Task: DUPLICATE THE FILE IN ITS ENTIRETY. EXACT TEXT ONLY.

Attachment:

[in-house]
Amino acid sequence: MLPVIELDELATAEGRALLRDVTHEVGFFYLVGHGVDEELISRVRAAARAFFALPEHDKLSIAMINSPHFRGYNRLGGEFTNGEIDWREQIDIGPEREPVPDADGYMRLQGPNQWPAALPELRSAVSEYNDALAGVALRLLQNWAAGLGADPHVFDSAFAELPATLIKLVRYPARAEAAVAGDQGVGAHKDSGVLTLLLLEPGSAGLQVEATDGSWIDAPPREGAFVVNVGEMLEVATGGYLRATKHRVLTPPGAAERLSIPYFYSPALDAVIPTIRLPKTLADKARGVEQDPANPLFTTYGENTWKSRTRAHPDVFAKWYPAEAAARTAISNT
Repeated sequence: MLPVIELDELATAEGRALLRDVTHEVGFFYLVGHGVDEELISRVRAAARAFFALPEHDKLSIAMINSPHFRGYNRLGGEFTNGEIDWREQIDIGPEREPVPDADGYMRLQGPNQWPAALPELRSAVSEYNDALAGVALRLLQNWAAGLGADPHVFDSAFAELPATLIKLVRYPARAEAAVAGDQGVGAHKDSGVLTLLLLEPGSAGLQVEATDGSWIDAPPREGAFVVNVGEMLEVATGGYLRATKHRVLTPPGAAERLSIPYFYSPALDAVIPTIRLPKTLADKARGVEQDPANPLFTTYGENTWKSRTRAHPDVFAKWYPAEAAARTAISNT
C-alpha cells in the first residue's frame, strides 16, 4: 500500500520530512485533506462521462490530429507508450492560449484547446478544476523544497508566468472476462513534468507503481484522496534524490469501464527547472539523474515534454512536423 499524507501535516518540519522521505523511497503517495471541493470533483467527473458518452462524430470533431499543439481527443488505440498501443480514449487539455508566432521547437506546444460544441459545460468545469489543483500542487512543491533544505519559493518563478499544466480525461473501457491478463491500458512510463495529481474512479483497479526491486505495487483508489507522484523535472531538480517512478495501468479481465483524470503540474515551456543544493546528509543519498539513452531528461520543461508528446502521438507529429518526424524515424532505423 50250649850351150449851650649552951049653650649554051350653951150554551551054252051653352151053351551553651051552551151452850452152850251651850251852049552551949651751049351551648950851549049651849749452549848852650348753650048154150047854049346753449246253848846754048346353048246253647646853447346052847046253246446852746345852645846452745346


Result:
[in-house]
Amino acid sequence: MLPVIELDELATAEGRALLRDVTHEVGFFYLVGHGVDEELISRVRAAARAFFALPEHDKLSIAMINSPHFRGYNRLGGEFTNGEIDWREQIDIGPEREPVPDADGYMRLQGPNQWPAALPELRSAVSEYNDALAGVALRLLQNWAAGLGADPHVFDSAFAELPATLIKLVRYPARAEAAVAGDQGVGAHKDSGVLTLLLLEPGSAGLQVEATDGSWIDAPPREGAFVVNVGEMLEVATGGYLRATKHRVLTPPGAAERLSIPYFYSPALDAVIPTIRLPKTLADKARGVEQDPANPLFTTYGENTWKSRTRAHPDVFAKWYPAEAAARTAISNT
Repeated sequence: MLPVIELDELATAEGRALLRDVTHEVGFFYLVGHGVDEELISRVRAAARAFFALPEHDKLSIAMINSPHFRGYNRLGGEFTNGEIDWREQIDIGPEREPVPDADGYMRLQGPNQWPAALPELRSAVSEYNDALAGVALRLLQNWAAGLGADPHVFDSAFAELPATLIKLVRYPARAEAAVAGDQGVGAHKDSGVLTLLLLEPGSAGLQVEATDGSWIDAPPREGAFVVNVGEMLEVATGGYLRATKHRVLTPPGAAERLSIPYFYSPALDAVIPTIRLPKTLADKARGVEQDPANPLFTTYGENTWKSRTRAHPDVFAKWYPAEAAARTAISNT
C-alpha cells in the first residue's frame, strides 16, 4: 500500500520530512485533506462521462490530429507508450492560449484547446478544476523544497508566468472476462513534468507503481484522496534524490469501464527547472539523474515534454512536423 499524507501535516518540519522521505523511497503517495471541493470533483467527473458518452462524430470533431499543439481527443488505440498501443480514449487539455508566432521547437506546444460544441459545460468545469489543483500542487512543491533544505519559493518563478499544466480525461473501457491478463491500458512510463495529481474512479483497479526491486505495487483508489507522484523535472531538480517512478495501468479481465483524470503540474515551456543544493546528509543519498539513452531528461520543461508528446502521438507529429518526424524515424532505423 50250649850351150449851650649552951049653650649554051350653951150554551551054252051653352151053351551553651051552551151452850452152850251651850251852049552551949651751049351551648950851549049651849749452549848852650348753650048154150047854049346753449246253848846754048346353048246253647646853447346052847046253246446852746345852645846452745346